Update: question is obsolete for latest Angular version, see tsh's comment on this post

I have bound a checkbox to a value:

<input type="checkbox" ng-model="checkbox" ng-true-value="1" ng-false-value="0" />

The value of the checkbox is set to 1 in the controller:

function Controller($scope) {
    $scope.checkbox = 1

However, initially the checkbox does not appear checked. If I change the initial value of $scope.checkbox to "1", it does. (jsfiddle demo)

I have tried all kinds of variations:


None of them work. How can I make angular treat the arguments as a number?

  • Sorry I should have added more... check it again – Ty Danielson Jan 17 '14 at 17:52
  • if you change the scope select to '1', it will work. jsfiddle.net/fergnab/wfefmyex/1 – Fergus Jan 25 '16 at 5:25
  • 1
    Notice for new comers: This question is out of date since ng-true-value had been changed to an expression, and everything should works as OP expected with a newer (but not quite new) version of angular. jsfiddle – tsh Jan 24 '18 at 7:12

You can use ngChecked, If the expression is truthy, then special attribute "checked" will be set on the element

<input type="checkbox" 
    ng-checked="checkbox == 1" />

And you can use $scope.$watch to convert it to number

    return $scope.checkbox;
}, function(){
    $scope.checkbox = Number($scope.checkbox);
    console.log($scope.checkbox, typeof $scope.checkbox);


  • 2
    You do not need ng-true-value or ng-false-value with this approach – Rob Jan 17 '14 at 18:14
  • Thank you, ng-checked="checkbox == 1" worked perfectly – AlexFoxGill Jan 18 '14 at 8:18
  • 2
    If someone will be having similar problem, than one can use ng-true-value="'1'" - as it is in the docs. Besides, as far as I know, ngChecked and ngModel shouldn't be used together – Roman Pylypets Apr 13 '15 at 10:37
  • 4
    Doesn't this lead to undefined behavior? The documentation of ngChecked warns: "Note that this directive should not be used together with ngModel, as this can lead to unexpected behavior." – Samir Aguiar Nov 14 '16 at 16:59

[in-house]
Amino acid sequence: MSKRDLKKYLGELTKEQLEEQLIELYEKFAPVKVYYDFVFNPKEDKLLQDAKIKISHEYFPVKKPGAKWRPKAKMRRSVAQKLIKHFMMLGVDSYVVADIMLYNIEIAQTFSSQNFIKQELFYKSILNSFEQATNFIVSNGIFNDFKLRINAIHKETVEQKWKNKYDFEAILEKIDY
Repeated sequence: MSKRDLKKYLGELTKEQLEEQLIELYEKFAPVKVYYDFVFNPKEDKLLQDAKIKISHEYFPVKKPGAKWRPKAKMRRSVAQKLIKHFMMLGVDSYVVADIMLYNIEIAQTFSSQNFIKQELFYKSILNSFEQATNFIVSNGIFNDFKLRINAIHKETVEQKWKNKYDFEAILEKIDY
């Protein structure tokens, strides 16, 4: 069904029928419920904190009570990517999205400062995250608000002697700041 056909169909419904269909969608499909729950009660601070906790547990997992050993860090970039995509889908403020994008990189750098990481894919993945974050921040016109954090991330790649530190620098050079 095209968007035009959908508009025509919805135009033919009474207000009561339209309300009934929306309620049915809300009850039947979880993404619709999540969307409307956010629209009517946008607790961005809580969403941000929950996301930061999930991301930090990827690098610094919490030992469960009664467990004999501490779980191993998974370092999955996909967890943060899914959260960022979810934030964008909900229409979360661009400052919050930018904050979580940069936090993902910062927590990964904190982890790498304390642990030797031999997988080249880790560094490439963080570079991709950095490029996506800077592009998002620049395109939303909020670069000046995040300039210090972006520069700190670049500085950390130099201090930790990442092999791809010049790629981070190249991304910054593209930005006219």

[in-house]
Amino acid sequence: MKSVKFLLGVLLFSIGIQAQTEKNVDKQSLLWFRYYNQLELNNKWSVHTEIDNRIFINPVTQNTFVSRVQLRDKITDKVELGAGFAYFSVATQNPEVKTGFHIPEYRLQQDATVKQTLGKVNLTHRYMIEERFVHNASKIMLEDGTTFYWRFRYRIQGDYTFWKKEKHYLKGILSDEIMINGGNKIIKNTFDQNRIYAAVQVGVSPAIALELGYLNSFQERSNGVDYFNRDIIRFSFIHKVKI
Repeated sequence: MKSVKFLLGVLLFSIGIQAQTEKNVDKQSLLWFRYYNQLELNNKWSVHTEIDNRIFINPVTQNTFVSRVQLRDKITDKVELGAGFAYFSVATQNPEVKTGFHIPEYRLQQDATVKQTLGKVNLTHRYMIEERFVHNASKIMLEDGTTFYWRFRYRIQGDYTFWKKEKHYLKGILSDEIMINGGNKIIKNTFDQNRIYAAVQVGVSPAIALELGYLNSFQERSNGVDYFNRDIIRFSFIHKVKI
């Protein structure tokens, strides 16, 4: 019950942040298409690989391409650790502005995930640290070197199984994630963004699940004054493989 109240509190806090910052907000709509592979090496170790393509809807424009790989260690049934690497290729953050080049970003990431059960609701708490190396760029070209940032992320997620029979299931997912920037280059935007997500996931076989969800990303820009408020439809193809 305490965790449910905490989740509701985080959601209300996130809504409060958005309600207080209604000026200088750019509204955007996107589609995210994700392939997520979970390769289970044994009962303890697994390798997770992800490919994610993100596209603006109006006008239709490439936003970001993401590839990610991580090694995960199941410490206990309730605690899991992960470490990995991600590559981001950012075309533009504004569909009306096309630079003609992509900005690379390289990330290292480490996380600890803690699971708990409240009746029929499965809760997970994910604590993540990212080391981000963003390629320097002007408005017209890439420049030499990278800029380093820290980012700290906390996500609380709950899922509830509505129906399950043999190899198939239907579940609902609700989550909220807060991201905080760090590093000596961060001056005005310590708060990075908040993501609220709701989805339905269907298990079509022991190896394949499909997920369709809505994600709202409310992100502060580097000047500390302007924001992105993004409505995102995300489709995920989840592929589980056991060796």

• what about angular 2 @Satpal, please help... – Akshay Khale Mar 22 '17 at 10:00

I have created directive for that, seems to work fine:

angular.module('app').directive('cdTrueValue', [function() {
  return {
    restrict: 'A',
    require: 'ngModel',
    link: function(scope, element, attrs, ngModel) {
        return v ? scope.$eval(attrs.cdTrueValue) : scope.$eval(attrs.cdFalseValue);

      ngModel.$formatters.push(function(value) {
          return value === scope.$eval(attrs.cdTrueValue);


<input type="checkbox" ng-model="checkbox" cd-true-value="1" cd-false-value="0" />


  • add ngModel.$formatters.push(function(value) { return value === scope.$eval(attrs.cdTrueValue); }); inside the link function to have it display the correct checkbox status when loading a value from the model – Luke May 21 '18 at 22:52
  • @Luke Thanks, have you tested it? – karaxuna May 22 '18 at 7:04
  • I have. The only issue i found is that the directive must be named something that is < 'input', otherwise angular processes the directives in the wrong order and the parser and formatter are created in the wrong order. So in your example 'cdTrueValue' < 'input' === true and it works. But if you called it 'xxTrueValue' things are created in the wrong order and it breaks. – Luke May 24 '18 at 21:48

HTML attributes do not have any types. They can not contain anything else, then a string, so it is always a string. End of story.

You can not differentiate between between 1 and "1" in an HTML attribute. Angular tries to keep up with that, so only strings will work.

  • 1
    <input type="number"> – Dementic Jun 30 '17 at 13:49

The first approach above is great. That's works fine. You can also use ng-change directive if you need use dynamic model (e.g. linked with ID or number - in case you wanna work with ID you don't know ahead). Just pass model as parameter: ng-change="fooBar(model[ID])" , catch in controller function and use Number(model[ID]) re-type. That's convert true as 1, false as 0 and you can work with this.

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